Alamoudi's indictment late last month came amidst a flurry of arrests of servicepersonnel connected to the detention center for Taliban and al Qaeda operatives in Guantanamo, Cuba. Prominent among these was one of Alamoudi's chaplain selectees, U.S. Army Captain James Yee, who is being held in a military brig on suspicion of espionage and other crimes.

These incidents put into sharp relief an issue with which Senator Kyl and other legislators (notably, Senators Charles Schumer, Arlen Specter, Susan Collins, Richard Shelby and Diane Feinstein) have become increasingly concerned in recent months: Have Islamists — many of whom are backed by Saudi Arabia — successfully established beachheads in such places as the Pentagon's chaplain corps and America's prisons, mosques and colleges with a view to dominating moderate Muslims and creating a potential terrorist "Fifth Column" within the United States?

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It is regrettable that Alamoudi is unavailable to be cross-examined today by Senator Kyl and his colleagues since few people are more familiar than Alamoudi with the reasons for these concerns. He has, after all, been among the most industrious and best-connected of a small number of Muslim activists in this country who have championed Islamist organizations — including some officially designated as terrorist operations — and their causes.

According to an Islamic web site, islamonline, he was also the first endorsing agent for Muslim chaplains in the U.S. military. Even today, an organization Alamoudi founded, the American Muslim Armed Forces and Veterans Affairs Council, is one of only three approved by the Pentagon to certify Islamic chaplains like Captain Yee. The other two, the Islamic Society of North America and its Graduate School of Islamic Social Sciences, share a similar outlook and Saudi ties. Alamoudi was at one time "Regional Representative" for ISNA's Washington, D.C. chapter.

If Abdurahman Alamoudi were willing to cooperate and reveal all he knows, his testimony could shed invaluable light on the ways in which countries like Saudi Arabia and Libya have provided vast sums and direction to purportedly "mainstream" Muslim organizations in the United States for ominous purposes. For example, while Alamoudi's indictment focuses on his alleged prohibited travel to and expenditures in Libya, its most illuminating part may be the section detailing his admissions about activities in which he has evidently been engaged for years.

The indictment recounts that Alamoudi was detained in Britain in August 2003 when he was discovered to be leaving that country for Syria with $340,000 in sequentially numbered $100 bills. He told British authorities that he had been given the money by "someone with a Libyan accent." He also declared that "he is the president of the American Muslim Foundation and that financing the organization's work is a constant struggle. He further stated that, in order to alleviate the problem, he approached the Libyan Ambassador to the United Nations in 1997."

Alamoudi acknowledged having made without Washington's official permission "at least" ten trips to Libya — a crime under U.S. law — and that "he finally negotiated funding for his organization through the [World] Islamic Call Society." As the indictment goes on to point out, the World Islamic Call Society is a well-known and long-standing Libyan-controlled funding vehicle for terrorism.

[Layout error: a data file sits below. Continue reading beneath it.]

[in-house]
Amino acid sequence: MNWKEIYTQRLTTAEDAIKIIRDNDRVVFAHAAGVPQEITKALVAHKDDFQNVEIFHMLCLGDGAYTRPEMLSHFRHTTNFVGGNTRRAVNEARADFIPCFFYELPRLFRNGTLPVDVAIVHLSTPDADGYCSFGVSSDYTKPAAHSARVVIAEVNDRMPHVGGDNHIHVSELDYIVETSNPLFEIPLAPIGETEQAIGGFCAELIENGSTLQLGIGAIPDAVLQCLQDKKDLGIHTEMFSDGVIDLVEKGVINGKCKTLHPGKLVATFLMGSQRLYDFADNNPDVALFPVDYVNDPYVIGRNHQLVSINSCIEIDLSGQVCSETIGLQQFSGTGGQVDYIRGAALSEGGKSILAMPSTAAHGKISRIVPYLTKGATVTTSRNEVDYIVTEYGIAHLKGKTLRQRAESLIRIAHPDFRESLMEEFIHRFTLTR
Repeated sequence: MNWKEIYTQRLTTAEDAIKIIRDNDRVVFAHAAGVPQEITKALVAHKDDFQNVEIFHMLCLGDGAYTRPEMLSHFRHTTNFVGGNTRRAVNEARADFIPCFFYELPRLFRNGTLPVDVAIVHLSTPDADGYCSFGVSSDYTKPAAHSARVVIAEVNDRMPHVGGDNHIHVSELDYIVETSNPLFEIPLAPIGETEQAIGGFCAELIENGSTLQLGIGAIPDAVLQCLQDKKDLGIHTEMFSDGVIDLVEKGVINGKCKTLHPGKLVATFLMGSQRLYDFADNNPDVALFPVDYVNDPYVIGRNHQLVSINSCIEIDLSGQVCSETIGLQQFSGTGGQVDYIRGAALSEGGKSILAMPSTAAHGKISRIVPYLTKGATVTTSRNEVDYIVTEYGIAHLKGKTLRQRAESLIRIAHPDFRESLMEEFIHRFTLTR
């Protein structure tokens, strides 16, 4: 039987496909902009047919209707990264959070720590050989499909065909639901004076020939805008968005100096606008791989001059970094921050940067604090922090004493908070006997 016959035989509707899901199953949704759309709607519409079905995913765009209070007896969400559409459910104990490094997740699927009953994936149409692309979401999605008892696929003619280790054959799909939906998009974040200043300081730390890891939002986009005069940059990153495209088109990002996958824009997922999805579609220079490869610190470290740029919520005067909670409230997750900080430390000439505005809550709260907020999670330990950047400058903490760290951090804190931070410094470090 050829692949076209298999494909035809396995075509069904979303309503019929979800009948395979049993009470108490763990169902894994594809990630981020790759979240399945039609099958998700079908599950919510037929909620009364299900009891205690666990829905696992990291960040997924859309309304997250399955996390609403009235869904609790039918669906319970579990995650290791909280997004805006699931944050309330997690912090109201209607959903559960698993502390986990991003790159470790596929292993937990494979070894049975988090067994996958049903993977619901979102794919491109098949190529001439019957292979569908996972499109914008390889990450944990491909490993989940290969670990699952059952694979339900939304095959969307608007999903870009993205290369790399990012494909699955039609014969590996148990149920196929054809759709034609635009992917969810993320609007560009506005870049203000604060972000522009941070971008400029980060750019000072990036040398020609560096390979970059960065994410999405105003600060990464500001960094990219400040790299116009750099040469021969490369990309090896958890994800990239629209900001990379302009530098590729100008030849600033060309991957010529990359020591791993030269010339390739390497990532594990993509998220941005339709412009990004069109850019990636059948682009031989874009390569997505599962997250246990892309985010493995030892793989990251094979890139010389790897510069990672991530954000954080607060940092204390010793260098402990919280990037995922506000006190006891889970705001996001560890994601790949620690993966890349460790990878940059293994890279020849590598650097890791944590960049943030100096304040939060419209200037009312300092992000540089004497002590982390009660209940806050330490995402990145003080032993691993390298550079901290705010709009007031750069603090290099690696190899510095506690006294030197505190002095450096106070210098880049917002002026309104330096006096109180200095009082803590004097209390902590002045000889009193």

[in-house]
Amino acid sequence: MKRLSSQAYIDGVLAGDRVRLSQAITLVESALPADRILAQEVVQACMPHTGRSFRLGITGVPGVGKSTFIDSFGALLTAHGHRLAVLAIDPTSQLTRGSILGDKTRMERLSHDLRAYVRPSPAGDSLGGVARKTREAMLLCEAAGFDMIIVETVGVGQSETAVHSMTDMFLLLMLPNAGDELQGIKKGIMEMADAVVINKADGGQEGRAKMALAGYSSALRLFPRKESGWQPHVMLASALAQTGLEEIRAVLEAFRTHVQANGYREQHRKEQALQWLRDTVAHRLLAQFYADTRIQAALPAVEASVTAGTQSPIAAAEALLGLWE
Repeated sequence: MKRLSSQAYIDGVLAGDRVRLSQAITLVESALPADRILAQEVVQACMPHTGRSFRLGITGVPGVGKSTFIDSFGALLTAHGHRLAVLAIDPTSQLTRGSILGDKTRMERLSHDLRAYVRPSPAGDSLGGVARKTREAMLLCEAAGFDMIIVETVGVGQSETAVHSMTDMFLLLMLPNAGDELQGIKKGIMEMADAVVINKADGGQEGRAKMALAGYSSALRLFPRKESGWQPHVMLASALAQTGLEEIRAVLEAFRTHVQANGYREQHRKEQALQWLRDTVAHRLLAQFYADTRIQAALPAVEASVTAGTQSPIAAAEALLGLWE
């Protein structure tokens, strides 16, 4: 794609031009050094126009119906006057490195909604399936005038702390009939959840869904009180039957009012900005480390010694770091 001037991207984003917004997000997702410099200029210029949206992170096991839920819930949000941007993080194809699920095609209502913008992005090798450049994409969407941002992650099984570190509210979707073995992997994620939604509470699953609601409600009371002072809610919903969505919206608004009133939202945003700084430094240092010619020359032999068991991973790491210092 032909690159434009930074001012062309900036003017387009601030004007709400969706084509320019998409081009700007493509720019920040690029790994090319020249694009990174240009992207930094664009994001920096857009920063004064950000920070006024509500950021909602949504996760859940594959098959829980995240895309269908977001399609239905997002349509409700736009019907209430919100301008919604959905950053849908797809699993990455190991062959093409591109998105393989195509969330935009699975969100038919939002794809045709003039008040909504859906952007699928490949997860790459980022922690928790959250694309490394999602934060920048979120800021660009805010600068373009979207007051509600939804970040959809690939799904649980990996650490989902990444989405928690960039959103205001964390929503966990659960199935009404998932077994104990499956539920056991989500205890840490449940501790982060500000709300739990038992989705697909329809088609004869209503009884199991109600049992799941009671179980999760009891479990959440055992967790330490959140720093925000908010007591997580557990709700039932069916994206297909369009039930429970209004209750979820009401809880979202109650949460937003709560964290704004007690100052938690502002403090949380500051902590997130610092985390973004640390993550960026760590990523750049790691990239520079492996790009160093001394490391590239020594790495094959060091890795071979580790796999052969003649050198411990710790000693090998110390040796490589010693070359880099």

Alamoudi reportedly told officers of the U.K.'s Special Branch that he "intended to deposit the [$340,000] in banks located in Saudi Arabia, from where he would feed it back in smaller amounts into accounts in the United States." During his first interview on August 16th, "he was adamant that this was the only such transaction in which he had been involved." The next day, however, Alamoudi "conceded that he has been involved in other, similar cash transactions involving amounts in the range of $10,000 to $20,000."

In other words, an individual responsible for certifying Muslim chaplains for the U.S. military, one of whom is now under arrest on suspicion of aiding America's Islamist foes, has acknowledged taking hundreds of thousands of dollars from a state-sponsor of terror and laundering it through accounts in Saudi Arabia for the purpose of supporting an Islamic organization he runs in the United States. The question occurs: Since Alamoudi is now or has been associated with over a dozen such organizations in this country, has he (or others with whom he has closely worked) used a similar modus operandi covertly to provide funding for purposes inimical to American national security?

To be sure, Abdurahman Alamoudi insists he is innocent of the charges now pending against him, which he claims to be "part of a politically motivated prosecution." And, despite myriad public statements he has made in support of officially designated terrorist organizations like Hamas and Hezbollah, his lawyer, Kamal Nawash, says: [Al]Amoudi has no links whatsoever to violence or terrorism."

The problem for Alamoudi and his associates is that the available facts — including some he has provided himself — seem strongly to suggest otherwise. If so, his prosecution may prove exceedingly embarrassing, or worse, to those who enabled Alamoudi and his ilk to certify U.S. chaplains and to misrepresent themselves as "mainstream" Muslims who are "with us" in the war on terror.

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JWR contributor Frank J. Gaffney, Jr. acted as the Assistant Secretary of Defense for International Security Policy during the Reagan Administration, following four years of service as the Deputy Assistant Secretary of Defense for Nuclear Forces and Arms Control Policy. He was a professional staff member on the Senate Armed Services Committee under the chairmanship of the late Senator John Tower, and a national security legislative aide to the late Senator Henry M. Jackson. He currently heads the Center for Security Policy. Send your comments to him by clicking here.

© 2003, Frank J. Gaffney, Jr